Date Approved


Graduate Degree Type


Degree Name

Nursing (D.N.P.)

Degree Program

College of Nursing


Post-operative pain control for patients undergoing total hip replacement (THR) and total knee replacement (TKR) continues to present a dilemma for providers and patients, decreasing mobility and increasing the risk of adverse outcomes (Kremers, et al., 2013). There is little research on the effect of common symptom self-management strategies implemented postoperatively for THR and TKR patients (Fredericks, Guruge, Souraya, & Wan, 2010). In addition to the lack of research on the use of symptom-self management, few post-operative pain control studies have been conducted with the elderly population (Laforest etal., 2008).

The purpose of this pilot project was to implement postoperative education in a select population of elderly patients undergoing THR or TKR in combination with the pre-operative education which was standard of care at the site. The primary endpoints were to improve selfefficacy over the course of the intervention period and to decrease pain in the population.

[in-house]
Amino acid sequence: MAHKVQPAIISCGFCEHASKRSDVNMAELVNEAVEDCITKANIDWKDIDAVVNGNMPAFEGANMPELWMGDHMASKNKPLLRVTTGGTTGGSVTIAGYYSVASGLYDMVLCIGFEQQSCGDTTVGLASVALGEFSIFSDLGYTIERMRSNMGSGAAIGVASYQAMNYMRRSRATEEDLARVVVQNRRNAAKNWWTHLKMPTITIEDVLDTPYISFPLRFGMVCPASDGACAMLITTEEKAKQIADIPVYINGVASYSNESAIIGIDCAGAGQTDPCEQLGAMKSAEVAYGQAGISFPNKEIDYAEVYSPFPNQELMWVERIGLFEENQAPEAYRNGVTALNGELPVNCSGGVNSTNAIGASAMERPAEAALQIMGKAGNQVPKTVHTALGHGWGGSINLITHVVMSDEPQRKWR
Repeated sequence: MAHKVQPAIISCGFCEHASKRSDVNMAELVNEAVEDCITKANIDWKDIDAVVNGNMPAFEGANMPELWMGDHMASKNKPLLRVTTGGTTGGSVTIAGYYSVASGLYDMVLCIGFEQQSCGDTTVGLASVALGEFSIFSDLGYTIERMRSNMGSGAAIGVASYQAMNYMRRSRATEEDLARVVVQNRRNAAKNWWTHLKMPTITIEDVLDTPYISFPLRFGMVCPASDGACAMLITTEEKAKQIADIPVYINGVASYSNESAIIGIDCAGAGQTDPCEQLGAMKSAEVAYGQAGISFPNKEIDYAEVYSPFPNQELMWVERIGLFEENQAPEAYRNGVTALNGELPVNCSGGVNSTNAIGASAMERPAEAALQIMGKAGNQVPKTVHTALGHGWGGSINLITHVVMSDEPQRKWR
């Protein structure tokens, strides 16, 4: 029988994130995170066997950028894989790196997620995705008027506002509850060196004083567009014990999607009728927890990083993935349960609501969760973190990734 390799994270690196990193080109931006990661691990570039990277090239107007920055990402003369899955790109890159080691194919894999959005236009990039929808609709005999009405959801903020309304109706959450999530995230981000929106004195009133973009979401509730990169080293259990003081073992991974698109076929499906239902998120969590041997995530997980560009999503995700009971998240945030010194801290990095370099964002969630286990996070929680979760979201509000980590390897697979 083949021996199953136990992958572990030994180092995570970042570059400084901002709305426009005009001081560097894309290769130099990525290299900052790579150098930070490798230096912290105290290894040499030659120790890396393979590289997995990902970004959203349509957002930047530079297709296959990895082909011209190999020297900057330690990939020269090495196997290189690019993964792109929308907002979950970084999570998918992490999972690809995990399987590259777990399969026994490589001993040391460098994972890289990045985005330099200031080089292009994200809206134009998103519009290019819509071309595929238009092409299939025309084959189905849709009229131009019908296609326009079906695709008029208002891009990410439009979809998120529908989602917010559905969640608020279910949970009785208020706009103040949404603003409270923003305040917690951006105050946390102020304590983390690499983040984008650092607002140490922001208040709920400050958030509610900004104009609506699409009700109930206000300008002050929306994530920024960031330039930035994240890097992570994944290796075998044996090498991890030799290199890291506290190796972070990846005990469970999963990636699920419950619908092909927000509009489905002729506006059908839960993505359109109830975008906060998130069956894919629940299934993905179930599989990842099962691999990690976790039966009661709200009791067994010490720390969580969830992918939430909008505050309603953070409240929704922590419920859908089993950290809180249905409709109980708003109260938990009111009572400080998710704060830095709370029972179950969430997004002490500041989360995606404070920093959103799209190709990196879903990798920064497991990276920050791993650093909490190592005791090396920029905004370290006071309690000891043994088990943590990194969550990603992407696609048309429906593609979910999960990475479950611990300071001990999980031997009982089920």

The study design was a descriptive report to report pain scores, self-efficacy scores, and related demographics in a sample of elders who elected to participate in the post-operative educational intervention. A randomly selected retrospective group was analyzed for pain scores and demographics for comparison.

The data were analyzed using Statistical Analysis Software (SAS) version 9.3. Pearson’s correlations compared pain scores and Pain Self-Efficacy Questionnaire (PSEQ) scores. The results suggested a negative correlation between pain scores and self-efficacy scores; that is, as self-efficacy scores increased, pain scores tended to decrease.

PSEQ scores were compared at multiple points using the paired t-test. A statistically significant difference was seen in scores between pre-procedure and post-procedure scores at both 24 and 48 hours post-discharge. PSEQ scores increased at each time point.

Average pain scores for the inpatient stay were compared between the intervention group and the retrospective comparison group. Pain scores in the intervention group were slightly lower overall, but no statistically significant difference in pain scores was found.

These results suggest that in this group a post-operative educational intervention may increase self-efficacy in older adults undergoing THR or TKR.